Zinc is found in a wide variety of foods, including oysters, pork, red meat, poultry, seafood, and fortified breakfast cereals. Zinc is also found in beans, nuts, whole grains, cucumber peel, and dairy products and is common in multi-vitamins. The Office of Dietary Supplements of the National Institutes of Health notes that zinc deficiency is rare in North America, but that some groups of people are more likely to have trouble getting enough zinc, including those with digestive disorders and vegetarians. Too much zinc (the upper limit for adults is 40 mg/day) can be harmful. Some researchers suspect, however, the older adults do not absorb or use zinc as efficiently as others. In addition, while serum zinc levels are a commonly used measure to evaluate zinc deficiency, they might not accurately reflect cellular zinc status. Some cells might exhibit low zinc levels, which impacts their function, even when serum zinc levels are normal.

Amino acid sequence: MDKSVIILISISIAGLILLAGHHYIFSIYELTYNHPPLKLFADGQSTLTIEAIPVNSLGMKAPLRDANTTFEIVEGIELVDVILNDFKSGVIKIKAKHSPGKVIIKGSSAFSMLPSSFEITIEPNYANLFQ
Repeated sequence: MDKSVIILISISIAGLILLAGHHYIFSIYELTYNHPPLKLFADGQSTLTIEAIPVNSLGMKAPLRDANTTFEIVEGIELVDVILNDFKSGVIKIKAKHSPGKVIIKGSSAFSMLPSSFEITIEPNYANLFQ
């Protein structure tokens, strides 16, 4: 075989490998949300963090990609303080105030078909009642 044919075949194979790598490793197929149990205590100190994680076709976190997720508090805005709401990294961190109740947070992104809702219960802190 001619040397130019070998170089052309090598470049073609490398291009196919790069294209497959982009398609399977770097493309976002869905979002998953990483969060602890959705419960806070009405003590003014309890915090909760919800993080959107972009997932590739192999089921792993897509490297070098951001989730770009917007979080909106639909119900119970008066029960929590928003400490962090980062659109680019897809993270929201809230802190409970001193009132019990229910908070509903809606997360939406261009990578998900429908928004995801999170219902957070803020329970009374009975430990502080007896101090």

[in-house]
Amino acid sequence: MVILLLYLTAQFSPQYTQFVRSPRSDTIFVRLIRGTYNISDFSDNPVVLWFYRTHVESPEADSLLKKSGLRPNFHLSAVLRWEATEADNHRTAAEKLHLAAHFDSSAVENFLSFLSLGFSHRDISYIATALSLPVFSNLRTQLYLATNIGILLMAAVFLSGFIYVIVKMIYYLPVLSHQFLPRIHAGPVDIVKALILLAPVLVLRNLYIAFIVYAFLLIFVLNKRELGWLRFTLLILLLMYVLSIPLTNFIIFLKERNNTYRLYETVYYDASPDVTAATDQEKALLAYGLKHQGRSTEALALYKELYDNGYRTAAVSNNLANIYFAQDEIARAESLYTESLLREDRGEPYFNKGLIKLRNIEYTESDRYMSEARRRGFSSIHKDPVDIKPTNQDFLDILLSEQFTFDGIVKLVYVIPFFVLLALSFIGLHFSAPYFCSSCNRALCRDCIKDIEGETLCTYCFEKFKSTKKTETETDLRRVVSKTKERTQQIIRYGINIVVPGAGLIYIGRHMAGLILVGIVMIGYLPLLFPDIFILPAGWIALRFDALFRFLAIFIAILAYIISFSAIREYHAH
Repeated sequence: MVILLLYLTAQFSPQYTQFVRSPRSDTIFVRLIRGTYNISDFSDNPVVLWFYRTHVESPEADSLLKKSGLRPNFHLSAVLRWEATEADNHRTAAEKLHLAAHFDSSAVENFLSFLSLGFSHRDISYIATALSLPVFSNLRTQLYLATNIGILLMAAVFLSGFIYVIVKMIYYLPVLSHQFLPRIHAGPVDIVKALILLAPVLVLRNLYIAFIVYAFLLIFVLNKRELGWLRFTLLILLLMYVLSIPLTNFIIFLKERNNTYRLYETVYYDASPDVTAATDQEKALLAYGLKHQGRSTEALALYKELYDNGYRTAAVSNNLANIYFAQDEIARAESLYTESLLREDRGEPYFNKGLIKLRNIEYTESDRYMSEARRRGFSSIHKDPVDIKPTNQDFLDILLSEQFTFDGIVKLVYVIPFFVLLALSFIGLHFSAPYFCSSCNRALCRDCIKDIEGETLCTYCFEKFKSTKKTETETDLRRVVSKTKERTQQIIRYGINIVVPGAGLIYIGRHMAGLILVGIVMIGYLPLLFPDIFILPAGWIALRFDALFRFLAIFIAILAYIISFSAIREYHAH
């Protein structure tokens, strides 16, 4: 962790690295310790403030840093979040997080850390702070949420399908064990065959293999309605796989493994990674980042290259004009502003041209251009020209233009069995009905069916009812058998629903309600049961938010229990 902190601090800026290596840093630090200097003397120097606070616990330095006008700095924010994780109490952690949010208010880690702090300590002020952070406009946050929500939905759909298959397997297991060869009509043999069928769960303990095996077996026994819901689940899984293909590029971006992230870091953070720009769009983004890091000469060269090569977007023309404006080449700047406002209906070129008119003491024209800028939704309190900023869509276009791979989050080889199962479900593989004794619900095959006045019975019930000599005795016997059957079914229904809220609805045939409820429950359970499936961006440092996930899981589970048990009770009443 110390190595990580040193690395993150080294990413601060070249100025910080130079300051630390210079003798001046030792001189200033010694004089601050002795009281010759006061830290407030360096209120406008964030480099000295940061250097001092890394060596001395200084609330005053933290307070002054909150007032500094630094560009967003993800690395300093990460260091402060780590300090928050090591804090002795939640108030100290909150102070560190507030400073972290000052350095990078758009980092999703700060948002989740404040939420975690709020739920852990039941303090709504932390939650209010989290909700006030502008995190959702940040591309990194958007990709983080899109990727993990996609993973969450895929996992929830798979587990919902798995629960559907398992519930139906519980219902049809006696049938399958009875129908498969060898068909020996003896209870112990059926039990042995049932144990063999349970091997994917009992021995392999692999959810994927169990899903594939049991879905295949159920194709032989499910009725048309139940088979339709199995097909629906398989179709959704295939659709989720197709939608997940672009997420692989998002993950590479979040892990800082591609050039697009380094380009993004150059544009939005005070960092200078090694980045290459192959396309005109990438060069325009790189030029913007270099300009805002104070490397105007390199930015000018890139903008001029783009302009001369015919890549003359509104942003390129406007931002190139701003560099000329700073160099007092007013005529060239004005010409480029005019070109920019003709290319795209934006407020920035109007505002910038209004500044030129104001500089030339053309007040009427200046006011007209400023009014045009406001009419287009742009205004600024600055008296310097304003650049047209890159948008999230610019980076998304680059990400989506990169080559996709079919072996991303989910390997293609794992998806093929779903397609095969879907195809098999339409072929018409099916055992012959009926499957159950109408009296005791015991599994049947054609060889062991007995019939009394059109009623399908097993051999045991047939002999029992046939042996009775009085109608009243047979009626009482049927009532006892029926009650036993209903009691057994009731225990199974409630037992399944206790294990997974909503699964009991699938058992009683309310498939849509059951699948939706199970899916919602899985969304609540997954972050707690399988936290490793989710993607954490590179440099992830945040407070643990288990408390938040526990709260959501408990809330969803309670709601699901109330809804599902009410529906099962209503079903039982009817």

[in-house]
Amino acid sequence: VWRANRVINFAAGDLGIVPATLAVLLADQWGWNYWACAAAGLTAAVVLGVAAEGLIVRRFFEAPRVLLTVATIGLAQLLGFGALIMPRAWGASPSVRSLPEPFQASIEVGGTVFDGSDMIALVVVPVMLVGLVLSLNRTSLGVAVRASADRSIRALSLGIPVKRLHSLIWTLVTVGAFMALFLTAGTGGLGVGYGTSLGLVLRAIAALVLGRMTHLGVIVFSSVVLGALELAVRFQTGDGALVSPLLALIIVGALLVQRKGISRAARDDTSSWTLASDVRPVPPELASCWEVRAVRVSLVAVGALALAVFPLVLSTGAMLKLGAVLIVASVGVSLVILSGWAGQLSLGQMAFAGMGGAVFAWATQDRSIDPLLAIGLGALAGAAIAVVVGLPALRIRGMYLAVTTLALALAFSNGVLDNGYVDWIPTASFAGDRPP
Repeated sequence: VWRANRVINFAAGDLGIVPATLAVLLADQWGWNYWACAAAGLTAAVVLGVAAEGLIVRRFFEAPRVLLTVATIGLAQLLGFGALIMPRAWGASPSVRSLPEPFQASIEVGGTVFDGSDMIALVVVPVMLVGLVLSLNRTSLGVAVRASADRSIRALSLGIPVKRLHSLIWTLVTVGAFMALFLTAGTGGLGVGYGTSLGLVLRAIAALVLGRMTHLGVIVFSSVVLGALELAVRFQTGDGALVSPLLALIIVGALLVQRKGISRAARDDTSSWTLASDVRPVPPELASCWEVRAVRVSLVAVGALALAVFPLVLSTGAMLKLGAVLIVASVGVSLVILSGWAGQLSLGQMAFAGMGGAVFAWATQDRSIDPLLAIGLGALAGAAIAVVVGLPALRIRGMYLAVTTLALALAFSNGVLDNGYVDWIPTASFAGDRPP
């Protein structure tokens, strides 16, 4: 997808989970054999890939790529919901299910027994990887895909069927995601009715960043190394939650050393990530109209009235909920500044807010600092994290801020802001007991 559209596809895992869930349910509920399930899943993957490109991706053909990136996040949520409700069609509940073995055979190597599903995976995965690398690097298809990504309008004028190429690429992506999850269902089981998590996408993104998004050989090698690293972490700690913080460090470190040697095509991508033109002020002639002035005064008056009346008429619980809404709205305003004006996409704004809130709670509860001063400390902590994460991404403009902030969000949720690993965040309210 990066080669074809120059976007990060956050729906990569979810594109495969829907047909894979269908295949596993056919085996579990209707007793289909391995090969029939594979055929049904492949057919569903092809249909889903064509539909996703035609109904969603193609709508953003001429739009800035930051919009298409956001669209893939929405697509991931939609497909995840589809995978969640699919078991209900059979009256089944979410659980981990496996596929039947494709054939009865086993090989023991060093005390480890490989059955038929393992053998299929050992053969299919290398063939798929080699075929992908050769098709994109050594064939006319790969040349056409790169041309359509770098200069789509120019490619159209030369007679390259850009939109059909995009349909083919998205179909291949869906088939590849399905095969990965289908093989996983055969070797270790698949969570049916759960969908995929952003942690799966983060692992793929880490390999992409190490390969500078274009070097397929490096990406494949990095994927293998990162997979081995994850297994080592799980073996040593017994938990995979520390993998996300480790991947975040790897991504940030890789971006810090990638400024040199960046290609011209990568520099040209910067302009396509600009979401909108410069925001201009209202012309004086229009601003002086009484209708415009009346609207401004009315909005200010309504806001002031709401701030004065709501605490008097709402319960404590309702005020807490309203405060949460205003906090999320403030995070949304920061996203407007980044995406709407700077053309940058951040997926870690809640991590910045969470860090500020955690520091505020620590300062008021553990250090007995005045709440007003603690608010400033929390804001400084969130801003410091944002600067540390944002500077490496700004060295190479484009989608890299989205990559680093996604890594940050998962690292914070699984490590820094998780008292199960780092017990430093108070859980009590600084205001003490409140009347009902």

Tuesday, January 26, 2016

American Heart Association makes first ever statement on female heart attacks

A woman's heart attack causes, symptoms may differ from a man's
American Heart Association Scientific Statement


DALLAS, Monday, January 25, 2016 --A woman's heart attack may have different underlying causes, symptoms and outcomes compared to men, and differences in risk factors and outcomes are further pronounced in black and Hispanic women, according to a scientific statement published in the American Heart Association's journal Circulation.

The statement is the first scientific statement from the American Heart Association on heart attacks in women. It notes that there have been dramatic declines in cardiovascular deaths among women due to improved treatment and prevention of heart disease as well as increased public awareness.

"Despite stunning improvements in cardiovascular deaths over the last decade, women still fare worse than men and heart disease in women remains underdiagnosed, and undertreated, especially among African-American women," said writing group chair Laxmi Mehta, M.D., a noninvasive cardiologist and Director of the Women's Cardiovascular Health Program at The Ohio State University.